I'm lying in bed sobbing uncontrollably after another night of no sleep and a day of insane brain fogginess that made it hard to focus on work. And this isn't the first time I've been through this. In fact, it’s a feeling I experience every single month just before my period comes. Then, like clockwork, five-ish days before my flow, I start to develop overwhelming anxiety with bouts of hopelessness, insomnia, intense cravings and difficulty concentrating. This obviously isn't easy to manage while working full-time and raising a 3-year-old.
For a while, I just wrote it off as typical PMS. But the symptoms were way worse in the past year than they ever had been before. It often feels debilitating for an entire week every month, which is 12 weeks a year or three whole months of my life! That's a lot of time to be feeling this horrible. So, I brought it up to my doctor, who diagnosed me with premenstrual dysphoric disorder (PMDD), a severe form of premenstrual syndrome (PMS).
It made me feel slightly better knowing that there was something medically going on with me when I learned about this. Sadly, it's another women's health issue that's often overlooked.
“It can be easy for patients and physicians both to explain away symptoms under the guise of ‘it's an off month’ or ‘maybe it's my diet,’ ” says Dr. Catha Fischer, director of fertility preservation at Spring Fertility. “Mental health disorders, especially for women, can be dismissed until you find a provider with expertise in the area that can look at a long history of symptoms and draw a clear conclusion.”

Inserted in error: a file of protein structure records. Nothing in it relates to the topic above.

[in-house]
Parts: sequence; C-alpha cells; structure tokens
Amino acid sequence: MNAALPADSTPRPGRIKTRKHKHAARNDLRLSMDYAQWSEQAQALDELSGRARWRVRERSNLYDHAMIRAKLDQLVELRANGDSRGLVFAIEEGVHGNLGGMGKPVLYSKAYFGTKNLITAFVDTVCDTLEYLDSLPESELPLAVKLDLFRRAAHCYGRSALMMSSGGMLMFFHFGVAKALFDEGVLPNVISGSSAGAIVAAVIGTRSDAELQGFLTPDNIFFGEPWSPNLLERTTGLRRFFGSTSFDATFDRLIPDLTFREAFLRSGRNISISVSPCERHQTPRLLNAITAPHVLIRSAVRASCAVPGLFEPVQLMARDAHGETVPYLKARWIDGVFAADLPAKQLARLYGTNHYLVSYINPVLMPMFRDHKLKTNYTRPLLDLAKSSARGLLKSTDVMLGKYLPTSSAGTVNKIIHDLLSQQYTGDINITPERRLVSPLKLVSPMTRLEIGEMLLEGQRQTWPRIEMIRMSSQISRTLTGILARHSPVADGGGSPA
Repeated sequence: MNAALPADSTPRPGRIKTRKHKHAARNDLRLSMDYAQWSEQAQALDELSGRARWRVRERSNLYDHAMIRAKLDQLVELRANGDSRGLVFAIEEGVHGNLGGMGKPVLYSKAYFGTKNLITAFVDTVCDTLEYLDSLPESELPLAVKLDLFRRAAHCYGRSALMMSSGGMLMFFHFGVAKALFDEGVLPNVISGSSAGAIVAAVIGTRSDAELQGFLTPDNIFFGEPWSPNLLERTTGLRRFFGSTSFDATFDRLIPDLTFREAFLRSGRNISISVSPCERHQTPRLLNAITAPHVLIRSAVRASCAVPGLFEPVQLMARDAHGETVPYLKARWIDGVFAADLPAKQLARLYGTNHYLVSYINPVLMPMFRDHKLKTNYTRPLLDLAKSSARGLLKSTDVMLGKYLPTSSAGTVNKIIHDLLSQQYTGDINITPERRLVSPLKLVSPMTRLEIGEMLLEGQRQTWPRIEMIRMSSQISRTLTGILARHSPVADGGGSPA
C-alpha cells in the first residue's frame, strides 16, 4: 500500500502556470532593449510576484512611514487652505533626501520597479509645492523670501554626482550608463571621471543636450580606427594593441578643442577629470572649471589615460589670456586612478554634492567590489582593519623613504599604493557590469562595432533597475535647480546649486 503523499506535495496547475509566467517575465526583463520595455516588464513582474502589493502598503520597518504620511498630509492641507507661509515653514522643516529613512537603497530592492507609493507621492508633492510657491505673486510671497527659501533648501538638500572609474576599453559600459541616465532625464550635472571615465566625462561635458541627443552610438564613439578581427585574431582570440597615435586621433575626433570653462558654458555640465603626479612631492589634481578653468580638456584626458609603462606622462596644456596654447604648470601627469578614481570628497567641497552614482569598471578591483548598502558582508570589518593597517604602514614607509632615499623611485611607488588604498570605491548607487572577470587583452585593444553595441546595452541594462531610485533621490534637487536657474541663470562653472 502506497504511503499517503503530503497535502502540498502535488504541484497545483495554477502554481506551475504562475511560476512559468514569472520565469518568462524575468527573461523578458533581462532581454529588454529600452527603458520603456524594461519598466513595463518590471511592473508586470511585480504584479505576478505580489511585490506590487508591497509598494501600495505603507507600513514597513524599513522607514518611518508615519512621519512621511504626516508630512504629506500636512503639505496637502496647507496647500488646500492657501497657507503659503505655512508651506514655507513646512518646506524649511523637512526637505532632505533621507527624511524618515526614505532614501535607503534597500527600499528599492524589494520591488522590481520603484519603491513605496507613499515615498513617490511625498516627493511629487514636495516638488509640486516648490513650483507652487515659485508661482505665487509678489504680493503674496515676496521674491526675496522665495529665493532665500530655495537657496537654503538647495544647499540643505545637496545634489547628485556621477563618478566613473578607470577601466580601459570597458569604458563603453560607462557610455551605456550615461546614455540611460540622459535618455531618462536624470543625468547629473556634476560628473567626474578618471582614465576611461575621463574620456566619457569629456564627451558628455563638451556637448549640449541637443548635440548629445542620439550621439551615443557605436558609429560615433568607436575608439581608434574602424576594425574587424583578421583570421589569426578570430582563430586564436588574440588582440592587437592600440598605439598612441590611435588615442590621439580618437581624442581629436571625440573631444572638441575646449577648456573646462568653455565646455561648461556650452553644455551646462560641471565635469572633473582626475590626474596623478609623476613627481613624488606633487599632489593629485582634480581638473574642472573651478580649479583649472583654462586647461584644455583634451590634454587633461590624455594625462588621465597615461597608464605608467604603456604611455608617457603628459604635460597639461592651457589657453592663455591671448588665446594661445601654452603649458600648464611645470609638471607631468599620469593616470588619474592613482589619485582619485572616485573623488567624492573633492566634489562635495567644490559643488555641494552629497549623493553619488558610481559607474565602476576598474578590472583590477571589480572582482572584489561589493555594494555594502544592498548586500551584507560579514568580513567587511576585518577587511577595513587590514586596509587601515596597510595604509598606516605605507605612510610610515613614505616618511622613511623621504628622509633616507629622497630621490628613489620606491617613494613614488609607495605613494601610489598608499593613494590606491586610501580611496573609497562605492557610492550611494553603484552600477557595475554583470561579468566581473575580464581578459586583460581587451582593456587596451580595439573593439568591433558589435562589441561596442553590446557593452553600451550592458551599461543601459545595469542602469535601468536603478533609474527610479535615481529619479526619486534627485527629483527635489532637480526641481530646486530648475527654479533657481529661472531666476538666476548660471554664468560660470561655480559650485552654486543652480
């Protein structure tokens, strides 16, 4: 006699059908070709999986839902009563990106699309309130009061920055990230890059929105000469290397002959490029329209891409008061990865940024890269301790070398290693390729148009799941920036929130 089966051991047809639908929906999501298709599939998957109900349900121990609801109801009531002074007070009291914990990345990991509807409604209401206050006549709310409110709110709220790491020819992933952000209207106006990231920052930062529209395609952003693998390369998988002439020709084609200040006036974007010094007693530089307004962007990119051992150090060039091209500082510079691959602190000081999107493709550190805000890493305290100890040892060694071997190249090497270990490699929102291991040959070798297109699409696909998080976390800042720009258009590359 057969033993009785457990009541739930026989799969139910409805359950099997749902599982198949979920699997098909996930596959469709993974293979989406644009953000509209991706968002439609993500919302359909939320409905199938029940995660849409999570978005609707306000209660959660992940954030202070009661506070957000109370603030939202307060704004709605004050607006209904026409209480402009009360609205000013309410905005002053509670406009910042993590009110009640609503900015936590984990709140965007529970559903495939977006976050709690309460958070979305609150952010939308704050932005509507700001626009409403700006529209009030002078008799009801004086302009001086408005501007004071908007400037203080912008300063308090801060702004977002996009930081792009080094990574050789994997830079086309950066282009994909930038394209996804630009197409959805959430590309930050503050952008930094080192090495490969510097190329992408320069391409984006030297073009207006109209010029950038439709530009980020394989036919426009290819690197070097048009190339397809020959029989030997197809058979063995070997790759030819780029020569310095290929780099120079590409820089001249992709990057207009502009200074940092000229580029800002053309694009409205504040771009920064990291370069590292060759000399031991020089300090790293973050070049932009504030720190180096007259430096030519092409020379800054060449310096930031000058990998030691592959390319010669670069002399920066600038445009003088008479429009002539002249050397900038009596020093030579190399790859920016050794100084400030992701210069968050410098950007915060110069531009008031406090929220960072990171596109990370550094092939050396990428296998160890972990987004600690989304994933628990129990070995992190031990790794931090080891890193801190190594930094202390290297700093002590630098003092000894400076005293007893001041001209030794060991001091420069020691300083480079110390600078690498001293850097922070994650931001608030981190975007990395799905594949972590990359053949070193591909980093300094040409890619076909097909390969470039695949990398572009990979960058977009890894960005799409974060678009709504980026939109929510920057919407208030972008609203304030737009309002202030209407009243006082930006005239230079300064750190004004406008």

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Luckily, there are ways to relieve the symptoms if you've been diagnosed. And while I'm personally still working on a solution that works for me, I thought it was important to shed some light on the condition in case other women feel the same. Here is everything you need to know about PMDD.
What is PMDD?
PMDD is a physical and mental change that occurs in the days leading up to the onset of menses and can last into the first few days of bleeding. The temporal relationship to menstruation is the key to this diagnosis.
How is it diagnosed?
I started to track my symptoms in the spring of 2020 when I noticed something out of the ordinary. But there is a clinical way doctors suggest you get diagnosed.
“PMDD is a true mental health condition listed in the DSM 5, the catalog of mental health disorders,” says Fischer. “It is a diagnosis that is made over months as we see a pattern of behavioral and physical changes related to menses. Therefore, to meet the diagnosis of PMDD, the relationship to the menstrual cycle must be established in addition to a combination of physical and mental changes that are severe enough to impact day to day quality of life.”
Fischer adds, “These include but are not limited to mood changes [anxiety, depression, agitation], sleep disturbances, bloating and uterine cramping. Over a year, one must have at least five of the symptoms listed to carry the diagnosis.”
What are the treatments?
Treatment can involve birth control pills, antidepressants and changes to diet and exercise. “It may take some time to establish what works best, and often it is a combination of treatments,” says Fischer. “All menstruating individuals should be health advocates for themselves. If something feels off, then keep asking questions until you hear answers.”